Distinguish web server, HTTP server and application server


In the process of learning the front end. The process heard and saw the web server, HTTP server and application server, but did not know the difference between them. It has been confused for a long time. Many blogs viewed today have finally been sorted out. Let me summarize their differences and learn about some servers in turn.

First, we need to know that the web server only needs to support HTTP protocol, HTML document format and URL. Its main function is to transmit pages so that the browser can browse. Because it mainly supports HTTP protocol, the web server and HTTP server are usually equal. Generally speaking, web server is specially used to process HTTP requests.

Application server can be referred to as application server for short. Its main function is to provide callable methods (application services business logic) for client applications.

Taking Java EE as an example, web services mainly deal with static pages and serve as servlet containers to interpret and execute servlets / JSPS, while application servers run business logic.

With this definition, some common servers can be classified. IIS, Apache and Tomcat can all belong to web servers, and Weblogic and WebSphere can all belong to application servers. Here are the main functions of these servers:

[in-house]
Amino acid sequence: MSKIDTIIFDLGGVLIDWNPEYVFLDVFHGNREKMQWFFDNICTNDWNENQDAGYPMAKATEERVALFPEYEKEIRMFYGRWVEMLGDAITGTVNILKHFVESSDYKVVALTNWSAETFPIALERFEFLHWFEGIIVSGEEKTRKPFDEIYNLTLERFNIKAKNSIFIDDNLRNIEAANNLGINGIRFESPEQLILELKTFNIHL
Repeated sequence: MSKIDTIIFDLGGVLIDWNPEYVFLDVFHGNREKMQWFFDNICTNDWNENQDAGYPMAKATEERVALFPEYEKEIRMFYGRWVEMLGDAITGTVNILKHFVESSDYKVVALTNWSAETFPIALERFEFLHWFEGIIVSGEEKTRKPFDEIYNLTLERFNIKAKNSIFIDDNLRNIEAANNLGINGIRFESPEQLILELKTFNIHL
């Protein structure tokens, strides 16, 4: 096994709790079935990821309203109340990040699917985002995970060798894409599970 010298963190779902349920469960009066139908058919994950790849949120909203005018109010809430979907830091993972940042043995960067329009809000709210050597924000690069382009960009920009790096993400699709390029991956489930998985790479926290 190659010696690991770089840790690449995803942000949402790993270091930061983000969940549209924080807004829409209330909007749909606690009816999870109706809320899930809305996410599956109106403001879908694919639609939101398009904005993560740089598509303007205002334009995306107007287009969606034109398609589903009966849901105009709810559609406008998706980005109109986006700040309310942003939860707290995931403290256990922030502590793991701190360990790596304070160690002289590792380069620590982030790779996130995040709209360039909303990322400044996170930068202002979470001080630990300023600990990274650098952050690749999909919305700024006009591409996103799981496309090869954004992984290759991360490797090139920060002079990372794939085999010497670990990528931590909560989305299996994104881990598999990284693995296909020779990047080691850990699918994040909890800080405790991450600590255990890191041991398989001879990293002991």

Among web servers, Apache is a pure web server, which is often paired with Tomcat. It has a strong ability to interpret HTML pages, but it can not interpret the server-side script code (JSP / servlet) embedded in the page.


Early Tomcat was a JSP / servlet interpretation engine embedded in Apache. Apache + Tomcat was equivalent to IIS + ASP (dynamic server page). Later, Tomcat is no longer embedded in Apache, and the Tomcat process runs independently of the Apache process. Moreover, Tomcat is already an independent servlet and JSP container, and the business logic layer code and interface interaction layer code can be separated. Therefore, some people call Tomcat a lightweight application server.


Microsoft’s early IIS was a pure web server. Later, it embedded the ASP engine to interpret VBScript and JScript server-side code. At this time, it can also be used as an application server. In principle, it can barely be called an application server. To be exact, it is a web server with a little application server function.

To sum up:

Apache is a pure web server, while Tomcat and IIS can be called lightweight application servers or web servers with server functions because of their ability to interpret and execute server-side code. Weblogic and WebSphere are undoubtedly absolute application servers because they can provide powerful J2EE functions. For Tomcat in the middle, it can be used with Apache, a pure web server, or deployed with the application server as an auxiliary of the application server